A study by Zhang et al. examined the impact of Red 40 dye on DNA damage, colon cell morphology, and microbiome composition in mice [2]. The authors reported that increasing concentrations of Red 40 dye in vitro correlated with increased levels of DNA damage markers such as p53 and p53 phosphorylated at the Ser15 residue [2]. The authors also reported increased colonocyte size and increased infiltration of inflammatory immune cells within the colons of mice fed Red 40 compared to those fed a control diet. The authors concluded that these findings suggest Red 40 may have the potential to promote the development of colon cancer in mice [2]. However, it is important to note that the mice were fed relatively high concentrations of Red 40 for a prolonged period of time, whereas most humans consume Red 40 in small quantities and at infrequent intervals. Thus, further research is required to determine whether such findings have physiological relevance in a human context.

Blue 2 Lake

There does not appear to be recent evidence linking Blue 2 dye to the development of cancer. A study conducted in 1989 reported no signs of carcinogenicity in mice or rats fed diets supplemented with Blue 2, even when the dye was administered at concentrations 3-5 times higher than that of a similar dye, Blue 1 [3]. However, Blue 2 dye was associated with non-cancerous adverse effects, including the development of non-neoplastic lesions. Again, the relevance of such findings in a human physiological context remains unexplored.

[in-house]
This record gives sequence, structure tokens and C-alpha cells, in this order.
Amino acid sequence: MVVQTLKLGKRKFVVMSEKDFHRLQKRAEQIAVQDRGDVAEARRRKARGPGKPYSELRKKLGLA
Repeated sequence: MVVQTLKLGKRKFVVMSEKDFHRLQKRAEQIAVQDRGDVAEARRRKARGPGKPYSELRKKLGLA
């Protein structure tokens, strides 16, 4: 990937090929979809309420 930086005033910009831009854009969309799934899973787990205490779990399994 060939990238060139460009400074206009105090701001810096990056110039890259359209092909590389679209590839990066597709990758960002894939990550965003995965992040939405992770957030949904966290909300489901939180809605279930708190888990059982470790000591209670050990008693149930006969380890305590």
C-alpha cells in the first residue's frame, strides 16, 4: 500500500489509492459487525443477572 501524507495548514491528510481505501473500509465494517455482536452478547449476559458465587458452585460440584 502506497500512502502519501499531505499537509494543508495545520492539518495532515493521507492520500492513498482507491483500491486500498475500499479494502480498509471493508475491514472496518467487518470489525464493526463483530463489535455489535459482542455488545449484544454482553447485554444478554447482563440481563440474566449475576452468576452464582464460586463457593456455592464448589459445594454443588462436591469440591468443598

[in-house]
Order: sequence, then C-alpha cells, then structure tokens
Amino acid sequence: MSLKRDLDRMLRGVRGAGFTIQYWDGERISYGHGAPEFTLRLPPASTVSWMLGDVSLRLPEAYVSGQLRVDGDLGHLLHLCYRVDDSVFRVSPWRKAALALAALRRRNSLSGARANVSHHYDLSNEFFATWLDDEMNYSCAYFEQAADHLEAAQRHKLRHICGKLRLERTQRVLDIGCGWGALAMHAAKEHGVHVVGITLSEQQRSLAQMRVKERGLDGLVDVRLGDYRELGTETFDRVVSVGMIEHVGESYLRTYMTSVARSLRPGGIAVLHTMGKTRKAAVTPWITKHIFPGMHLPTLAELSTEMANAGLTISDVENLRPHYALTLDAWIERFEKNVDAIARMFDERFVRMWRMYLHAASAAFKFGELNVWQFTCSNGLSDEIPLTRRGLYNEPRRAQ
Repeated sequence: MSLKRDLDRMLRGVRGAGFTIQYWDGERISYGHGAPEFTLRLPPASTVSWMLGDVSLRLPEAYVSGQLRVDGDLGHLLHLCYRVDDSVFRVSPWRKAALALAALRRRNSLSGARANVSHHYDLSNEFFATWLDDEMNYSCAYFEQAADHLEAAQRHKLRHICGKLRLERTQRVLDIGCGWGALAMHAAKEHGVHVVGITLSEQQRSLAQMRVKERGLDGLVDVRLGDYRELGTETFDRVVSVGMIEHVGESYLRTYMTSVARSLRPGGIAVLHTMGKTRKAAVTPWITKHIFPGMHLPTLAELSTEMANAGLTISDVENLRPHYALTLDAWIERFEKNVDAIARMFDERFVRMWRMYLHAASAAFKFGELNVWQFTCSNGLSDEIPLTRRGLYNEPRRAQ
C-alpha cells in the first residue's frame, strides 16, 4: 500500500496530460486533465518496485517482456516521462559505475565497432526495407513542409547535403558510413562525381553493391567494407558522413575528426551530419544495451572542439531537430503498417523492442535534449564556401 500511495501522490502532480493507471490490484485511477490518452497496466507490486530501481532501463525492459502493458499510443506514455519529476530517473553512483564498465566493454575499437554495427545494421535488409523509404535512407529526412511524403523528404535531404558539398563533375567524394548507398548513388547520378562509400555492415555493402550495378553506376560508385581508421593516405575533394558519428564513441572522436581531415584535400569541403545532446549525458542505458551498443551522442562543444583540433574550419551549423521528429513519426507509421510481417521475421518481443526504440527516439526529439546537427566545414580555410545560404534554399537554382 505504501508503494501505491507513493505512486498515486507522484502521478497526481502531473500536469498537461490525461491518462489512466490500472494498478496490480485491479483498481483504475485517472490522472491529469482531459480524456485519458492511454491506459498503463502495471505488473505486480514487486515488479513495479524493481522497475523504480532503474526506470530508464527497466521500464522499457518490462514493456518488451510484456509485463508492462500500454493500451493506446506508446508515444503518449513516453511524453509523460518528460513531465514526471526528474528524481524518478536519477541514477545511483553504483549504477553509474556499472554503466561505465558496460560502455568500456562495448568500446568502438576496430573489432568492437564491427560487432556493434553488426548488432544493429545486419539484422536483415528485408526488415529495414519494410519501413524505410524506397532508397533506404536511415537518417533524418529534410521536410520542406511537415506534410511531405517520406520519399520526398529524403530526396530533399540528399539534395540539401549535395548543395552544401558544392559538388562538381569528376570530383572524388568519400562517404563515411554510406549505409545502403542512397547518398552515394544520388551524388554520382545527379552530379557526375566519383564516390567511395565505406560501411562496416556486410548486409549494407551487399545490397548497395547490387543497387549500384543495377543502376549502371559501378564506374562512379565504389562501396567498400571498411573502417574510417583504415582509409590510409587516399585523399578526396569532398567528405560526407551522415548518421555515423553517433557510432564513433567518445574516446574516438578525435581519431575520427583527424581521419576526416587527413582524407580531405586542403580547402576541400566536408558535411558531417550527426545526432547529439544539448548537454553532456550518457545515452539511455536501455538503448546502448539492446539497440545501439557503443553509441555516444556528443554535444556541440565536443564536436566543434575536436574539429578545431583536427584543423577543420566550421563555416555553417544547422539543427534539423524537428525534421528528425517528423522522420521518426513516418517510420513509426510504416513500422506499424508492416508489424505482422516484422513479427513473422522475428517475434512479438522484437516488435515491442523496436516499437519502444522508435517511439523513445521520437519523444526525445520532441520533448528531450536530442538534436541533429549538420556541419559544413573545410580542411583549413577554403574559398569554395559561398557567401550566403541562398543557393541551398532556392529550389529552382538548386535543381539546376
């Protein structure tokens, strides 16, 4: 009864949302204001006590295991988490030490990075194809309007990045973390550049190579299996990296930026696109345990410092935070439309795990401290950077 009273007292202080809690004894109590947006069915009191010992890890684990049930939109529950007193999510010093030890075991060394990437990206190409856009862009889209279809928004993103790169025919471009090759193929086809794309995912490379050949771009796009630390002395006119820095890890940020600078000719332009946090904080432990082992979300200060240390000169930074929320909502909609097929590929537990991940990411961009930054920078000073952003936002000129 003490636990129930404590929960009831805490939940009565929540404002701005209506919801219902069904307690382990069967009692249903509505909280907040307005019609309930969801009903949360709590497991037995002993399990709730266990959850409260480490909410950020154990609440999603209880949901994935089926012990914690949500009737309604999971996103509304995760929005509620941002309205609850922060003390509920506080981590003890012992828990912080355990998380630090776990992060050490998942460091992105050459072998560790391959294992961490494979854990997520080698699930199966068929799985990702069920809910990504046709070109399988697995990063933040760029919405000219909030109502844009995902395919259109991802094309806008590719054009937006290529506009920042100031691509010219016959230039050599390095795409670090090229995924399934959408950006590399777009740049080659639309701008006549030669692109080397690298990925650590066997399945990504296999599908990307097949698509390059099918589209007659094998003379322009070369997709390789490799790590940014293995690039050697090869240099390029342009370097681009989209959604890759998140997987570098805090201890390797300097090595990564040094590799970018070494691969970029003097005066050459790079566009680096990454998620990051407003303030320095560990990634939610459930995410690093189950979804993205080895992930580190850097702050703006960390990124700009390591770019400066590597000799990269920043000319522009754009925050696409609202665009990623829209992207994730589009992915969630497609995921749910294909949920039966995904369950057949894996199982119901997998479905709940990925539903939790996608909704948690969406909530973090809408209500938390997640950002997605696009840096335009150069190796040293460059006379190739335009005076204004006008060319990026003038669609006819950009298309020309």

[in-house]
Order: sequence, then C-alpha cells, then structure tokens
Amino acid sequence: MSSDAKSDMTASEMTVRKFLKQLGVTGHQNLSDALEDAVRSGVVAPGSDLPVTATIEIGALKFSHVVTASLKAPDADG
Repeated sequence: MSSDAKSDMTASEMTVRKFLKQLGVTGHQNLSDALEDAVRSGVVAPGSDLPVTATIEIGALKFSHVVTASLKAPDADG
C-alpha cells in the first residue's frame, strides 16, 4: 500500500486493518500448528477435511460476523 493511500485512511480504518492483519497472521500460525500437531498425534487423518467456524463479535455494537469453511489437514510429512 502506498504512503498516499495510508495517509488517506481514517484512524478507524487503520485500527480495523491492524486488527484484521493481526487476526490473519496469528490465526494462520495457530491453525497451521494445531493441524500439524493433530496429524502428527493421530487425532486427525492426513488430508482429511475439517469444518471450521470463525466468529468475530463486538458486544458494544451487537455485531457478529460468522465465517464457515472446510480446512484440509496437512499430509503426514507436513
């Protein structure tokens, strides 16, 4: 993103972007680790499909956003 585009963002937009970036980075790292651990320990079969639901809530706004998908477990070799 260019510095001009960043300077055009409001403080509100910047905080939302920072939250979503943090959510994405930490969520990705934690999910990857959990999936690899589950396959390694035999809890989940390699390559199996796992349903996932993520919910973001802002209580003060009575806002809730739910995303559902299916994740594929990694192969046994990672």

Blue 1

In contrast to Blue 2 Lake, Blue 1 dye has been associated with slightly increased rates of certain cancers in studies conducted on rats and mice. The same 1989 study cited previously reported marginal increases in the number of hepatocellular nodules and carcinomas in male rats, as well as higher numbers of lung neoplasms and hyperplasias in female rats [3]. Both male and female mice fed Blue 1 dye demonstrated higher rates of liver adenomas and carcinomas compared to mice fed a control diet [3].

Blue 1 Lake

A 1985 toxicological study suggests some evidence of a link between Blue 1 Lake and carcinogenicity in rats and mice. Similar to Blue 1, Blue 1 Lake was associated with dose-dependent increases in the incidence of hepatocellular carcinomas, neoplastic nodules, and adenomas, as well as several types of lung hyperplasia in both male and female rats and mice [4]. Again, it is important to remember that the concentrations of Blue 1 Lake used in this study were relatively high and exposure to the dye occurred consistently over a prolonged period of time (103 weeks) rather than sporadically [4].